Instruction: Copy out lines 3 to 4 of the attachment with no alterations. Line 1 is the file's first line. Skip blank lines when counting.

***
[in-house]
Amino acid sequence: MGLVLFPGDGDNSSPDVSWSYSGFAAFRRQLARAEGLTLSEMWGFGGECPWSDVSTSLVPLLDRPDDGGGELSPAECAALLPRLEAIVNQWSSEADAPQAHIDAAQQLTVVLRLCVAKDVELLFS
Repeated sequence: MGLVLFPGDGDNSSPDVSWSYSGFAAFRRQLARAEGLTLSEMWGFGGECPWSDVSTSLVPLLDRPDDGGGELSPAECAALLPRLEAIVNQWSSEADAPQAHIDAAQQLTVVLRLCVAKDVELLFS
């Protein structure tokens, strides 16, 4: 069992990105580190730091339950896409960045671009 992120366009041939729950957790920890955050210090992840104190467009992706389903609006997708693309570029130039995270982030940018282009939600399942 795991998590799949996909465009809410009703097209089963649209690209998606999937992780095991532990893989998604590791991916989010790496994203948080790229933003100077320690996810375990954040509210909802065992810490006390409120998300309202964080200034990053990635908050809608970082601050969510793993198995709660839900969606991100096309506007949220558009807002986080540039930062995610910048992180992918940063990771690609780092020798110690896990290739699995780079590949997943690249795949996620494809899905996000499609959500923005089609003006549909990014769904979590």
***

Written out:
Repeated sequence: MGLVLFPGDGDNSSPDVSWSYSGFAAFRRQLARAEGLTLSEMWGFGGECPWSDVSTSLVPLLDRPDDGGGELSPAECAALLPRLEAIVNQWSSEADAPQAHIDAAQQLTVVLRLCVAKDVELLFS
């Protein structure tokens, strides 16, 4: 069992990105580190730091339950896409960045671009 992120366009041939729950957790920890955050210090992840104190467009992706389903609006997708693309570029130039995270982030940018282009939600399942 795991998590799949996909465009809410009703097209089963649209690209998606999937992780095991532990893989998604590791991916989010790496994203948080790229933003100077320690996810375990954040509210909802065992810490006390409120998300309202964080200034990053990635908050809608970082601050969510793993198995709660839900969606991100096309506007949220558009807002986080540039930062995610910048992180992918940063990771690609780092020798110690896990290739699995780079590949997943690249795949996620494809899905996000499609959500923005089609003006549909990014769904979590």